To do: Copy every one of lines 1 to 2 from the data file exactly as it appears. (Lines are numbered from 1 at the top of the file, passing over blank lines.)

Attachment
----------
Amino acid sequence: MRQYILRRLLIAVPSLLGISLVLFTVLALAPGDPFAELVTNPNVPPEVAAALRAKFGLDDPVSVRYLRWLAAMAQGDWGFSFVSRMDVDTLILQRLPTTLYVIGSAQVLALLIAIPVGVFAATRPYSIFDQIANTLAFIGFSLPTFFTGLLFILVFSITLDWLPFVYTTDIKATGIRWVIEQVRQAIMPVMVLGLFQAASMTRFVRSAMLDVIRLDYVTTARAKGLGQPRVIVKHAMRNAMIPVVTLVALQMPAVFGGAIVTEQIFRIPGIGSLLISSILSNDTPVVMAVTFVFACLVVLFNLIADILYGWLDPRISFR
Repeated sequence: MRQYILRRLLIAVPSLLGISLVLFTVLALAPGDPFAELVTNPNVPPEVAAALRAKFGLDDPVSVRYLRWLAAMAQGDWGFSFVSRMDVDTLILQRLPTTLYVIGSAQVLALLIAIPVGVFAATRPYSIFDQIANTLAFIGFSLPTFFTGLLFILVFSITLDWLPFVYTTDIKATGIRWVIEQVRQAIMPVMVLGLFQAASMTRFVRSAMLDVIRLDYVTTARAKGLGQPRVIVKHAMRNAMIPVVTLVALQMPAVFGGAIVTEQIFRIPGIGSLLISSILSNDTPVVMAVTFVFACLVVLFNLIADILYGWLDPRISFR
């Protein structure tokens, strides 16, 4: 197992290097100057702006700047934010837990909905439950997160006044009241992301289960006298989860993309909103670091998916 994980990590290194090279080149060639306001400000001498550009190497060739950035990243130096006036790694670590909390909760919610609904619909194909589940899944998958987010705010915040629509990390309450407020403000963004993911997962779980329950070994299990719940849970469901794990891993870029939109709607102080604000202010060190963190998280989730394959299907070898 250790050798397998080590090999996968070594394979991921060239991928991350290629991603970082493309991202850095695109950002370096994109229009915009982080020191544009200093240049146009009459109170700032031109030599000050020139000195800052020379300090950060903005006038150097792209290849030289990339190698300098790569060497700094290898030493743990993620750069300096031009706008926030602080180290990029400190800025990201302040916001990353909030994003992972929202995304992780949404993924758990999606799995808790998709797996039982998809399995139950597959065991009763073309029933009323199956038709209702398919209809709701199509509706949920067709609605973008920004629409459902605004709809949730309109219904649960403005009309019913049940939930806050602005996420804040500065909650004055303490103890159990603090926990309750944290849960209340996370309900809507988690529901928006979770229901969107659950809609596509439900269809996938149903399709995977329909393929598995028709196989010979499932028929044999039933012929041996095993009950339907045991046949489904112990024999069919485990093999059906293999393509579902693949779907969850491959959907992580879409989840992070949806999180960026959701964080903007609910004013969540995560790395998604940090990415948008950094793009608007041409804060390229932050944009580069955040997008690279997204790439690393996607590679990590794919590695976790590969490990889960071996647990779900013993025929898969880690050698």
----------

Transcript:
Amino acid sequence: MRQYILRRLLIAVPSLLGISLVLFTVLALAPGDPFAELVTNPNVPPEVAAALRAKFGLDDPVSVRYLRWLAAMAQGDWGFSFVSRMDVDTLILQRLPTTLYVIGSAQVLALLIAIPVGVFAATRPYSIFDQIANTLAFIGFSLPTFFTGLLFILVFSITLDWLPFVYTTDIKATGIRWVIEQVRQAIMPVMVLGLFQAASMTRFVRSAMLDVIRLDYVTTARAKGLGQPRVIVKHAMRNAMIPVVTLVALQMPAVFGGAIVTEQIFRIPGIGSLLISSILSNDTPVVMAVTFVFACLVVLFNLIADILYGWLDPRISFR
Repeated sequence: MRQYILRRLLIAVPSLLGISLVLFTVLALAPGDPFAELVTNPNVPPEVAAALRAKFGLDDPVSVRYLRWLAAMAQGDWGFSFVSRMDVDTLILQRLPTTLYVIGSAQVLALLIAIPVGVFAATRPYSIFDQIANTLAFIGFSLPTFFTGLLFILVFSITLDWLPFVYTTDIKATGIRWVIEQVRQAIMPVMVLGLFQAASMTRFVRSAMLDVIRLDYVTTARAKGLGQPRVIVKHAMRNAMIPVVTLVALQMPAVFGGAIVTEQIFRIPGIGSLLISSILSNDTPVVMAVTFVFACLVVLFNLIADILYGWLDPRISFR